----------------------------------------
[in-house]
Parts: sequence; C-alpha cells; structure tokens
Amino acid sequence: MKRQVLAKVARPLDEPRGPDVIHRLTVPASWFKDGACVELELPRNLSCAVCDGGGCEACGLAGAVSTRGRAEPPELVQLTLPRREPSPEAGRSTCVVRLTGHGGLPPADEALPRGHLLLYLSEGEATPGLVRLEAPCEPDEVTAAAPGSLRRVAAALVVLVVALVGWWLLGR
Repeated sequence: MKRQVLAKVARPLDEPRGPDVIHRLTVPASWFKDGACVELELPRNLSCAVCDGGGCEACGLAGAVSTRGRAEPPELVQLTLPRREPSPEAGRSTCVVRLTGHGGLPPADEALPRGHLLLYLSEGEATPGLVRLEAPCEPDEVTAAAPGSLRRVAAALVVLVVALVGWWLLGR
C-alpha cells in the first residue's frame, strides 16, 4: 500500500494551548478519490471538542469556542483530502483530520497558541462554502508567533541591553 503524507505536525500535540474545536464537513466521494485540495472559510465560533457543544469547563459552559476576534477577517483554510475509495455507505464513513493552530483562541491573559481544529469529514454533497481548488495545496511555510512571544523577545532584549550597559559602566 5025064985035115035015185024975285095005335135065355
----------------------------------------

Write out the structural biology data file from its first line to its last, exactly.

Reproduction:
[in-house]
Parts: sequence; C-alpha cells; structure tokens
Amino acid sequence: MKRQVLAKVARPLDEPRGPDVIHRLTVPASWFKDGACVELELPRNLSCAVCDGGGCEACGLAGAVSTRGRAEPPELVQLTLPRREPSPEAGRSTCVVRLTGHGGLPPADEALPRGHLLLYLSEGEATPGLVRLEAPCEPDEVTAAAPGSLRRVAAALVVLVVALVGWWLLGR
Repeated sequence: MKRQVLAKVARPLDEPRGPDVIHRLTVPASWFKDGACVELELPRNLSCAVCDGGGCEACGLAGAVSTRGRAEPPELVQLTLPRREPSPEAGRSTCVVRLTGHGGLPPADEALPRGHLLLYLSEGEATPGLVRLEAPCEPDEVTAAAPGSLRRVAAALVVLVVALVGWWLLGR
C-alpha cells in the first residue's frame, strides 16, 4: 500500500494551548478519490471538542469556542483530502483530520497558541462554502508567533541591553 503524507505536525500535540474545536464537513466521494485540495472559510465560533457543544469547563459552559476576534477577517483554510475509495455507505464513513493552530483562541491573559481544529469529514454533497481548488495545496511555510512571544523577545532584549550597559559602566 5025064985035115035015185024975285095005335135065355